Problem D: Where are the Squares?

The Hough Transform (HT) is a method for detecting linear structures in images. It can be used to isolate features of a particular shape within an image. Commonly it is used in image processing to detect lines. Lines can be represented in Cartesian space using the equation

y = mx + c
For computational purposes it is sometimes better to use Polar Coordinates in the equation

y =
cos θ

sin θ


sin θ

This can be rearranged in the form of a Hough Space (r, θ):

r = x  cos θ+ y   sin θ
Using this equation every line can be described as a combination of (r, θ), where r is the length of the normal vector that connects the line to the origin and θ is the angle of vector r. In order to be able to represent all possible lines the angle varies in the interval [0°,180°[ (values in degrees, not radians) and r is negative whenever it is bellow the abscissa. Example:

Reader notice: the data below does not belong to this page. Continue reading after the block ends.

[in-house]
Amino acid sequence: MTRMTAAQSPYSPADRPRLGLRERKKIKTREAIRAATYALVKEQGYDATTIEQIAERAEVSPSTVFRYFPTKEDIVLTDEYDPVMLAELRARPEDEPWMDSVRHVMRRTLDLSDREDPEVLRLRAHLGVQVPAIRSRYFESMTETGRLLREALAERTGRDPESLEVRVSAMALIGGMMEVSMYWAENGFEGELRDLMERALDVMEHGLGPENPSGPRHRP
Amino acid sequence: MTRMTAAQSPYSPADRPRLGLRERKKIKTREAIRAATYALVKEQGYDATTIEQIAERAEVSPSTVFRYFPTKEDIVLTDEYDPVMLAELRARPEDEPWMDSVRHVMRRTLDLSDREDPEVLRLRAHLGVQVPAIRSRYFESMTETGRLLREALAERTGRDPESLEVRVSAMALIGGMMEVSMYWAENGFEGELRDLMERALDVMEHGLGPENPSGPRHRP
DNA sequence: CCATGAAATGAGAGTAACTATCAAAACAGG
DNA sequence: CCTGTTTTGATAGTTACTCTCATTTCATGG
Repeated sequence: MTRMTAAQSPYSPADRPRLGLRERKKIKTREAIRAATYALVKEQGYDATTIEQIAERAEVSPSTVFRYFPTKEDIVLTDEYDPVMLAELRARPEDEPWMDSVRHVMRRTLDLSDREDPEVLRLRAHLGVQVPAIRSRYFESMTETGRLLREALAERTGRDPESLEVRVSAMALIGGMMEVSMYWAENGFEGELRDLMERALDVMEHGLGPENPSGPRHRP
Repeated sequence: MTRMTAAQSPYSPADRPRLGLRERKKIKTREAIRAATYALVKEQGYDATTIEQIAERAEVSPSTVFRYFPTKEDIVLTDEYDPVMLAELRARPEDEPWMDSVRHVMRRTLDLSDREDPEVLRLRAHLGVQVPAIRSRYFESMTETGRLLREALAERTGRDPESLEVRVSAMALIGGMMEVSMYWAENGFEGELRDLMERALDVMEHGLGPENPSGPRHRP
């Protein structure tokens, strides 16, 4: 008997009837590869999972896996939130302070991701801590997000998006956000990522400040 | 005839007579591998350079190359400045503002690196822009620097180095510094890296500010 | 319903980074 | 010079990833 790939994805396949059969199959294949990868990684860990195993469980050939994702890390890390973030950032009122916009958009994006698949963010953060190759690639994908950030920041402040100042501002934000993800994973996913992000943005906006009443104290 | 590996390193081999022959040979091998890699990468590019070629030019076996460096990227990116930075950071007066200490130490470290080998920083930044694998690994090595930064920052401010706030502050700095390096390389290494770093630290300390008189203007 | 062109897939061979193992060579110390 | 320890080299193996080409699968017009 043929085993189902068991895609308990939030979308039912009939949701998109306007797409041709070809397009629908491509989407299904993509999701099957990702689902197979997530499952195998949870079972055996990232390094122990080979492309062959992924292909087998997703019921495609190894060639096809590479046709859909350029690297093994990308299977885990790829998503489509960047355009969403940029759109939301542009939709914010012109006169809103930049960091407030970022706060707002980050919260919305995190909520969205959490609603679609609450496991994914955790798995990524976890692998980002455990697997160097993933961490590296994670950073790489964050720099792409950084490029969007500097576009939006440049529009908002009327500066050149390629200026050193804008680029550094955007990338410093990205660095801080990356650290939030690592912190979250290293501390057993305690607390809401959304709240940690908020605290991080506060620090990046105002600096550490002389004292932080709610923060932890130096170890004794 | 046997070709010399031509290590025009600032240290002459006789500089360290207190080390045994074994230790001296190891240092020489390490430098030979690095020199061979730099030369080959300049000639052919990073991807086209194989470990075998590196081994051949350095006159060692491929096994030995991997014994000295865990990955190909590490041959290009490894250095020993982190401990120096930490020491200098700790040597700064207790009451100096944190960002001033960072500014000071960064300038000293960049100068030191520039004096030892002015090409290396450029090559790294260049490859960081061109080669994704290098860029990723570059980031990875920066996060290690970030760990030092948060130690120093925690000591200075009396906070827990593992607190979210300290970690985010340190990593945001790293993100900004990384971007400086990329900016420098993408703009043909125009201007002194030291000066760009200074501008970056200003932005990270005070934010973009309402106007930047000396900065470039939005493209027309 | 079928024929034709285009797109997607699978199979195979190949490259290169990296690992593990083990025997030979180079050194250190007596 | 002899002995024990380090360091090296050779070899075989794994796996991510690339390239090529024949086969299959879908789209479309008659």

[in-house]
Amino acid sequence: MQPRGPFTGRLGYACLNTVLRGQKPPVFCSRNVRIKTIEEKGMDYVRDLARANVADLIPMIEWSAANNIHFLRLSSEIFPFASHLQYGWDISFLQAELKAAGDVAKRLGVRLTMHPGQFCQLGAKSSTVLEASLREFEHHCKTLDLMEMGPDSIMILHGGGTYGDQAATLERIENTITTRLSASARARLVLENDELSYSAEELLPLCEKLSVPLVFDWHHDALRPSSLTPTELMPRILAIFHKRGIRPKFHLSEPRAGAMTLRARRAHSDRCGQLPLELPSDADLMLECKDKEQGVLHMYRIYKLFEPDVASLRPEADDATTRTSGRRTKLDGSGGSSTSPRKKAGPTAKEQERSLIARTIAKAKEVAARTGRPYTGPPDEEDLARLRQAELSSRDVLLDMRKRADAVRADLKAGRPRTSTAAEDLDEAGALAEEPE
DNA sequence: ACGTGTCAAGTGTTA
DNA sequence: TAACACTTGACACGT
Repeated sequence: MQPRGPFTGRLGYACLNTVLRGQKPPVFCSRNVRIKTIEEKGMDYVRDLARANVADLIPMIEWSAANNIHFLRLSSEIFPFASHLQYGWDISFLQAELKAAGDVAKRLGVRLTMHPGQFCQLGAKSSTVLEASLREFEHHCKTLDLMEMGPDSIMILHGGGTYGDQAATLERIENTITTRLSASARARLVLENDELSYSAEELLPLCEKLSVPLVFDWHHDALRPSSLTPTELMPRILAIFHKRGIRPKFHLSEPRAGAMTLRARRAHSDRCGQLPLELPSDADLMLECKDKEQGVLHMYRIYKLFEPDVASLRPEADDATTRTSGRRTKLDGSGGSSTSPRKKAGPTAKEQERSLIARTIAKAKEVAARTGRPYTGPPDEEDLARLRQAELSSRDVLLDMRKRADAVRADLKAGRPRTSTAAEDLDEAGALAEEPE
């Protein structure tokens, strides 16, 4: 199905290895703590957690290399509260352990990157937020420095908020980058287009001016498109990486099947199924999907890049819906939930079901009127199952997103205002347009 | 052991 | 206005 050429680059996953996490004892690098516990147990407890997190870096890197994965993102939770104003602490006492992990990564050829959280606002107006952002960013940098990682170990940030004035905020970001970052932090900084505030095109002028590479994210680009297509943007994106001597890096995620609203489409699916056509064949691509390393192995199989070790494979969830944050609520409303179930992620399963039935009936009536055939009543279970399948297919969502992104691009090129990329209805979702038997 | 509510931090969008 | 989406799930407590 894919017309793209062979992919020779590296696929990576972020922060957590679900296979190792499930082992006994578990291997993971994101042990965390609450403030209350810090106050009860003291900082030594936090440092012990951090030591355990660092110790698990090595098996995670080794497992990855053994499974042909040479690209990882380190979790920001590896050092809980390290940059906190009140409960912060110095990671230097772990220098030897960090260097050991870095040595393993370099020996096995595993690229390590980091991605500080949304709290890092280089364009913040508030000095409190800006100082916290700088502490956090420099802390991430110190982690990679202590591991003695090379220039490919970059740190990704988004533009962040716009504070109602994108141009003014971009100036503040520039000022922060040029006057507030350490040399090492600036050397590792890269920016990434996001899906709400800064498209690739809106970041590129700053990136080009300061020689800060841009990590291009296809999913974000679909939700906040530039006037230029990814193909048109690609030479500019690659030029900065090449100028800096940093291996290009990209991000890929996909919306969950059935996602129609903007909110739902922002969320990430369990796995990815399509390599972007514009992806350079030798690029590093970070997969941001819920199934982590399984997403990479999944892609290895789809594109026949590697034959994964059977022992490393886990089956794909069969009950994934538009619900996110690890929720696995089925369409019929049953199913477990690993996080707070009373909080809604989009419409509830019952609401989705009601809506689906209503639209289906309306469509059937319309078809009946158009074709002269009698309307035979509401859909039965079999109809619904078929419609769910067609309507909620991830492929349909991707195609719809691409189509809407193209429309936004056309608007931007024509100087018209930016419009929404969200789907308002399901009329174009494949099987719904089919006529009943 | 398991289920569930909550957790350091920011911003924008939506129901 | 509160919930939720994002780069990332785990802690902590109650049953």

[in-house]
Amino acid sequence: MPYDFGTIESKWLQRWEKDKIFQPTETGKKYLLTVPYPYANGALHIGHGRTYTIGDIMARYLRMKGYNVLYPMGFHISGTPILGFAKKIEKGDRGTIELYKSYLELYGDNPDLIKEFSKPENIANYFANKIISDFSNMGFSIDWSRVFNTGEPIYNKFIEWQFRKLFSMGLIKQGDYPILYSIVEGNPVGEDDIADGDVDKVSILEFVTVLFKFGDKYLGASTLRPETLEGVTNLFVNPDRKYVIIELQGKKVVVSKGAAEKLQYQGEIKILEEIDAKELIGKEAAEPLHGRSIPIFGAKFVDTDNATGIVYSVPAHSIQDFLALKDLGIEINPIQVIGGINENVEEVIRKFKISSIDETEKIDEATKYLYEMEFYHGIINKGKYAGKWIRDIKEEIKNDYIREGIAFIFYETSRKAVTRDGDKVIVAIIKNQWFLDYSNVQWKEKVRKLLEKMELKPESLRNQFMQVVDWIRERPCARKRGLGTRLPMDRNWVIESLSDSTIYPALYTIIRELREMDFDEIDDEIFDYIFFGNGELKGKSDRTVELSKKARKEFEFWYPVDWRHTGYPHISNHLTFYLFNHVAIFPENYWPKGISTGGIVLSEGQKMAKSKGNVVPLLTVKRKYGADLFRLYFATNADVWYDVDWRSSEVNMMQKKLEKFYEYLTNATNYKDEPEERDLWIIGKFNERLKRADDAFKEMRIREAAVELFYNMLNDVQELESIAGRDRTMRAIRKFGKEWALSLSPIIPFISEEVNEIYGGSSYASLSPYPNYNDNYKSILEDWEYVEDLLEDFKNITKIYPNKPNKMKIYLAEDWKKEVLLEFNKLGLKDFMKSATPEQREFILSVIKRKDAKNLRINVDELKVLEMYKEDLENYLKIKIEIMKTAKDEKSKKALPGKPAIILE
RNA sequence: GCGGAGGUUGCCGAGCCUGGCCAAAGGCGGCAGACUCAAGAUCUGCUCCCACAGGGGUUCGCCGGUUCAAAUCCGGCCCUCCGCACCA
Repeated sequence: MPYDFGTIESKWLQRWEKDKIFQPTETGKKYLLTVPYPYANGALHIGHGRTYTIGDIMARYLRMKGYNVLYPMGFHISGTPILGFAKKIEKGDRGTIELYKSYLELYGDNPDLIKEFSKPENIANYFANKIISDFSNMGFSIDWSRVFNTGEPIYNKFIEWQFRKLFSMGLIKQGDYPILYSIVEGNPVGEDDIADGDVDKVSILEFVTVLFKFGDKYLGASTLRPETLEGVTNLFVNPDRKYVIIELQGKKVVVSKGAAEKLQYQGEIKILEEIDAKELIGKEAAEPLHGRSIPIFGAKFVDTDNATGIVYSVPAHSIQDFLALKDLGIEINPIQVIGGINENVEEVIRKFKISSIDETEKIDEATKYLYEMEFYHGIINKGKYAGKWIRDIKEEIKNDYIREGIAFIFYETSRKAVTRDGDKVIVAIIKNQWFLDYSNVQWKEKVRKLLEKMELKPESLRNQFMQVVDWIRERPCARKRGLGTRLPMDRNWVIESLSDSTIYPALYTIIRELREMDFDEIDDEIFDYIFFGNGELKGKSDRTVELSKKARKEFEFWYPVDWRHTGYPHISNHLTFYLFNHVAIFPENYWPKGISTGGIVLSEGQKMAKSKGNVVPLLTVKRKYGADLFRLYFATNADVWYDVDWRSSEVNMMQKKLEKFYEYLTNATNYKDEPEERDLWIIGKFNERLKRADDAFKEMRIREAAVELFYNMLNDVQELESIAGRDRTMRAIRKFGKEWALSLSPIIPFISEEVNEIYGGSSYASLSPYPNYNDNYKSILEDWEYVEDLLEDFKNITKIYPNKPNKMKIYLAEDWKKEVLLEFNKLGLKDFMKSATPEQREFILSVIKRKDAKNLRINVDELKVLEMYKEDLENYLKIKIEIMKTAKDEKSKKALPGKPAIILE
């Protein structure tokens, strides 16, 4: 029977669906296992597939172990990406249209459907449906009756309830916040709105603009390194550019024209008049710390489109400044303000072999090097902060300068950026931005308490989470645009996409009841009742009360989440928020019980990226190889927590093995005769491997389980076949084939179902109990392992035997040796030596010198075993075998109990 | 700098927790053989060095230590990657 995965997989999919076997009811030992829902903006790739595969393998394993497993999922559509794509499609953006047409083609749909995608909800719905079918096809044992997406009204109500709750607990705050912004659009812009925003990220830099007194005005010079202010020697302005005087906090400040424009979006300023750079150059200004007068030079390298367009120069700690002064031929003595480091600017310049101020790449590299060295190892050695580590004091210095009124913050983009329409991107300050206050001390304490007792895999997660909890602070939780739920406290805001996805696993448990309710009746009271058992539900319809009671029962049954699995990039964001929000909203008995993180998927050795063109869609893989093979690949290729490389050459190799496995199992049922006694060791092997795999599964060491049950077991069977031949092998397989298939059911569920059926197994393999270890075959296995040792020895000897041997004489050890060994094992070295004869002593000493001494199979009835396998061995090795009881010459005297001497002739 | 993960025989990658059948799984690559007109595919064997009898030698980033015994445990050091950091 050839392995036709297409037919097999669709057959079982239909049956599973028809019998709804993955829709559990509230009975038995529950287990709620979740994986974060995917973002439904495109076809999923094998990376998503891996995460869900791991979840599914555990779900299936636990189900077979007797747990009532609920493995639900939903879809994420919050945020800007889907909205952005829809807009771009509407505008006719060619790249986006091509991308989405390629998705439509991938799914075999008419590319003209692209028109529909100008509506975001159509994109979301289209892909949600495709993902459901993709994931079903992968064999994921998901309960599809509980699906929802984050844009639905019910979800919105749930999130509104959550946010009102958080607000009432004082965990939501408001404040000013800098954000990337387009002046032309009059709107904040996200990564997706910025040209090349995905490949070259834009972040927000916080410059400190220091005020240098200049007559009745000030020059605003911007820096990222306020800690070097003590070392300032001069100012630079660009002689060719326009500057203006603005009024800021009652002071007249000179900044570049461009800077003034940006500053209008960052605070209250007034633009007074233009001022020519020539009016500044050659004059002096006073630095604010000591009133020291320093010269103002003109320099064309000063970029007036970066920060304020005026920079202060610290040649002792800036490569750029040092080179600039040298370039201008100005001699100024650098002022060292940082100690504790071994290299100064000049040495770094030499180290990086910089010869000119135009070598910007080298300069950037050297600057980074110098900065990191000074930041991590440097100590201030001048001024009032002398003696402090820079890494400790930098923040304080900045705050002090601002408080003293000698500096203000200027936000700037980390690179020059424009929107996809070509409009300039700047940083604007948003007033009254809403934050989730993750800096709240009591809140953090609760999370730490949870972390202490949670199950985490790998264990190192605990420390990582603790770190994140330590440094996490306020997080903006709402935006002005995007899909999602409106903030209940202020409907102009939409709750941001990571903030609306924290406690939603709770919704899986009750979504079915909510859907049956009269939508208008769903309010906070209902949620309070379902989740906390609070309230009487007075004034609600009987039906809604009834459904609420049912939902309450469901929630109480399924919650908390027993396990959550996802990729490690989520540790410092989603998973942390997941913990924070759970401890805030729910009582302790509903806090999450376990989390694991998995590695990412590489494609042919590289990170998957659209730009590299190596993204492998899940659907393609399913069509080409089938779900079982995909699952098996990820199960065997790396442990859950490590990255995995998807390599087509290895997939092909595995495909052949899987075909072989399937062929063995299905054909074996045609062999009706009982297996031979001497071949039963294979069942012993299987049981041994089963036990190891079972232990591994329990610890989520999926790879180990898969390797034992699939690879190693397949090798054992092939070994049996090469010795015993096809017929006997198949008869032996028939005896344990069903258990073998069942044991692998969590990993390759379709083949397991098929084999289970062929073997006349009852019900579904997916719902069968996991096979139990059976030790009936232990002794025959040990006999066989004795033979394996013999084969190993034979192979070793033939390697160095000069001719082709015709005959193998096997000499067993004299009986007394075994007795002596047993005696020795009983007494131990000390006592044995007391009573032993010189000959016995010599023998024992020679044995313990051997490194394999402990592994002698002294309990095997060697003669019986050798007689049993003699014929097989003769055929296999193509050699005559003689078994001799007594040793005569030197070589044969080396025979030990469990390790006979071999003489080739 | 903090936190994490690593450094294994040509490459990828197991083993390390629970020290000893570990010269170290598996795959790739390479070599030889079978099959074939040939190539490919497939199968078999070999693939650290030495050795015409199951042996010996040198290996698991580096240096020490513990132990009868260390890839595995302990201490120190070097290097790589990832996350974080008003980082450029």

Line 1: r1 = 10, θ1 = 30°
Line 2: r2 = −8, θ2 = 135°
Line 3: r3 = 25, θ3 = 0°
Line 4: r4 = 23, θ4 = 90°
Given an image with a set of detected lines in Hough Space (no repeated lines), it is possible to detect all squares in the image as seen in the example:


Given an image with width W, height H and a set of L detected infinite straight lines, return the number of regular squares S in which the center of the square is inside the image. This means that for each square center (cx,cy) the following conditions apply: 0 ≤ cx < W and 0 ≤ cy < H.


The first line consists of three integers, W and H the width and height of the image and L, the number of lines. Then L lines follow, in each line there are two integers ri and θi, representing the Hough parameters of each line.


The output consist of a single line containing S, the number of squares with center inside the image.


Input example 1

100 100 6
42 83
5 173
54 83
33 82
27 68
-7 173

Output example 1